Islamic militants planned to detonate an explosion that would have sent a cloud of toxic chemicals across Jordan, causing death, blindness, and sickness, a chemical expert testified in a military court Wednesday in Amman. Col. Najeh al-Azam was giving evidence in the trial of 13 men alleged to have planned what would have been the first chemical attack by the al-Qaeda terror group. In his televised confession, prime defendant Azmi Al-Jayousi said his group had plotted the attack under instruction from al-Qaeda's leader in Iraq, Abu-Musab al-Zarqawi. (AP/Washington Post)
  • Islamic Jihad Has Little at Stake in Mideast Truce - Nidal al-Mughrabi
    Islamic Jihad sees scant benefit from a truce and stands to raise its profile among Palestinians by stepping up attacks, analysts said. With a small popular following and no big stake in possible peacemaking, upcoming Palestinian elections, or Israel's planned withdrawal from Gaza, Islamic Jihad set itself apart early on with a Feb. 25 suicide bombing in Tel Aviv that killed five Israelis. The big danger is that escalating violence could quickly draw in other factions as well. "I believe calm is nearing an end. It is at a crossroads and a Palestinian position declaring an end to calm could be made at any moment," said Hamas spokesman Mushir al-Masri. (Reuters)
  • Splits Seen in Iraqi Insurgency - Sabrina Tavernise
    U.S. marines patrolling near the Syrian border say insurgents have been fighting one another, suggesting a split between Islamic militants and local rebels. A UN official who served in Iraq last year said, "I'm certain that the nationalist Iraqi part of the insurgency is very much fed up with the jihadists' grabbing the headlines and carrying out the sort of violence that they don't want against innocent civilians." The nationalist insurgent groups "are giving a lot of signals implying that there should be a settlement with the Americans," while the jihadists have a purely ideological agenda, he added.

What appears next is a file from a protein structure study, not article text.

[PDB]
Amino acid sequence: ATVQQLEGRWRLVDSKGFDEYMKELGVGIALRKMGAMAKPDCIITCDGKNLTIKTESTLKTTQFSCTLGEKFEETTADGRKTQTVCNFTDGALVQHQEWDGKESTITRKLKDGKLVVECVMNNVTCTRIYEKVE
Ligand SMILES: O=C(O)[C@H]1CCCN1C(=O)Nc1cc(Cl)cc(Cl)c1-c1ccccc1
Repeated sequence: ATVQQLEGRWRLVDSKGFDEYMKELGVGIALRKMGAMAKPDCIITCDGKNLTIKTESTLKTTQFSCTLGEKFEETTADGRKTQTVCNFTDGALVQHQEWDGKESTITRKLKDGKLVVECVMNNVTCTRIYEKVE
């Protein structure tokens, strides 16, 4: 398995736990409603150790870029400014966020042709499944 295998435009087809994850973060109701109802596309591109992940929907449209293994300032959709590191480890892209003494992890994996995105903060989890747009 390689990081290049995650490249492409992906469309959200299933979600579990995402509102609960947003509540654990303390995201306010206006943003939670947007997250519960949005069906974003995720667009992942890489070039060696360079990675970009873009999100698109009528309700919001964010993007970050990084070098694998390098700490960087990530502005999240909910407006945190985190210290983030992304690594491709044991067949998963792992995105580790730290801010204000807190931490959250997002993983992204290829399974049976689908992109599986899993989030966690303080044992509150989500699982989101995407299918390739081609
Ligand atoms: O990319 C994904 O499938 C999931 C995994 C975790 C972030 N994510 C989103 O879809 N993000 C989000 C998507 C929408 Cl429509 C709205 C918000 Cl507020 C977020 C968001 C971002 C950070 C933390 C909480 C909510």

Access for foreign fighters is easy through the porous border with Syria. "Clearly there are foreign fighters here, and quite clearly they are coming in from Syria," said Col. Stephen Davis. Captain Chris Ieva said he could tell whether an area was controlled by foreign insurgents or locals based on whether families had cellphones or guns. Foreign fighters do not allow local residents to have cellphones for fear they will spy on them. (International Herald Tribune)
  • Reform Activists Permitted to March in Cairo - Nadia Abou El-Magd
    A few hundred reform activists marched through a Cairo neighborhood Wednesday unmolested by riot police while denouncing President Hosni Mubarak, whose security forces historically have used a heavy hand against anti-government demonstrators. The rare unmolested protest occurred two days after Secretary of State Condoleezza Rice visited Egypt and called for the Mubarak government to allow his opposition freedom of expression. (AP/Guardian-UK)
  • News Resources - Israel and the Mideast:

  • Israel Will Retain Freedom to Act Against Terror Following Gaza Pullout
    The IDF would not hesitate to offer a harsh response to Palestinian terror during the upcoming disengagement, Brig.-Gen. (res.) Eival Giladi, the pullout's strategic coordinator at the Prime Minister's Office, said Wednesday. Israel would not lose the freedom to act following the pullout, he said, noting "there is no military operation we can do today and won't be able to do in the future." "We're not naive enough to think the disengagement's realization would end terror, but we hope the plan would create motivation to reduce it," Giladi said. (Ynet News)
  • Air Force Targets Palestinian Rocket Launcher in Gaza - Ali Waked
    Palestinian sources reported Wednesday that the Israel Air Force fired an air-to-surface missile that destroyed a Kassam rocket launcher in the northern Gaza Strip. (Ynet News)
  • Global Commentary and Think-Tank Analysis (Best of U.S., UK, and Israel):